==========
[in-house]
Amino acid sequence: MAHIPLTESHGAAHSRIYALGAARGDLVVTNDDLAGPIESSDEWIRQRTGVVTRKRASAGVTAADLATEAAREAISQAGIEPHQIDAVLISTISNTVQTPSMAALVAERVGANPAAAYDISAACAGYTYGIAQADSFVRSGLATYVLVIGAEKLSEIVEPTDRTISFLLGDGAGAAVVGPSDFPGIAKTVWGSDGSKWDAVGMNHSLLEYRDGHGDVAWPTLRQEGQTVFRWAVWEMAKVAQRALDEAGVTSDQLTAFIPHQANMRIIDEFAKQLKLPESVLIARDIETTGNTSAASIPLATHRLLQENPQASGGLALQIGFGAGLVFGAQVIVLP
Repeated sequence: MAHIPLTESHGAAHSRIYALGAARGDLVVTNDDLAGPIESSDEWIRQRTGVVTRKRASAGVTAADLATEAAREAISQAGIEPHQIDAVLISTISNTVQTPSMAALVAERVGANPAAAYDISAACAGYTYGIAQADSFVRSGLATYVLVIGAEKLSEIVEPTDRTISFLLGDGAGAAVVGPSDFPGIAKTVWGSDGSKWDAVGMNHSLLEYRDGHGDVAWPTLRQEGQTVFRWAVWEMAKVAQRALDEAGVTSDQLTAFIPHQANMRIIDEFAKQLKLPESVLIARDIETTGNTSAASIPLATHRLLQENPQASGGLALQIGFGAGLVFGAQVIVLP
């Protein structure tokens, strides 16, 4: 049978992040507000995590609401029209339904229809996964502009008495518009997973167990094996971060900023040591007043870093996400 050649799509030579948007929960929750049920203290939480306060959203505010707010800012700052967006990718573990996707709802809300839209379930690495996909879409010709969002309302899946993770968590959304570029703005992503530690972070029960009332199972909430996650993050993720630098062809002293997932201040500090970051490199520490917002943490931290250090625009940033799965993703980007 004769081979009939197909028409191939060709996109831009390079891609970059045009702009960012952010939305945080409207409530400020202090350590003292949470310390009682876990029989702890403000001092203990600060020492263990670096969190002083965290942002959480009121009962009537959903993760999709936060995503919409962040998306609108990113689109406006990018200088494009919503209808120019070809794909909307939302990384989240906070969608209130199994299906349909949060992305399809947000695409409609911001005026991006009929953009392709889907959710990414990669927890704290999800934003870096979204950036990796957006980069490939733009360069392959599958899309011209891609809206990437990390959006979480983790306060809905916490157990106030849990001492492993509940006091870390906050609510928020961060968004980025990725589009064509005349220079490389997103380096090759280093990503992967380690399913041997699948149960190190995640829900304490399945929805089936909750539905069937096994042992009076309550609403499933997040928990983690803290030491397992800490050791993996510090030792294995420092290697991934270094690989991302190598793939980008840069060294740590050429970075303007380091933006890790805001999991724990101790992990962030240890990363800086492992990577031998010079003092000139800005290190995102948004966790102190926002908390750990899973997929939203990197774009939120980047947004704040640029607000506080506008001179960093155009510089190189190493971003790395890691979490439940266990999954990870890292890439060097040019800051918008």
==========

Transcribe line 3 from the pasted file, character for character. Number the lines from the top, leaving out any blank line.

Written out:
Repeated sequence: MAHIPLTESHGAAHSRIYALGAARGDLVVTNDDLAGPIESSDEWIRQRTGVVTRKRASAGVTAADLATEAAREAISQAGIEPHQIDAVLISTISNTVQTPSMAALVAERVGANPAAAYDISAACAGYTYGIAQADSFVRSGLATYVLVIGAEKLSEIVEPTDRTISFLLGDGAGAAVVGPSDFPGIAKTVWGSDGSKWDAVGMNHSLLEYRDGHGDVAWPTLRQEGQTVFRWAVWEMAKVAQRALDEAGVTSDQLTAFIPHQANMRIIDEFAKQLKLPESVLIARDIETTGNTSAASIPLATHRLLQENPQASGGLALQIGFGAGLVFGAQVIVLP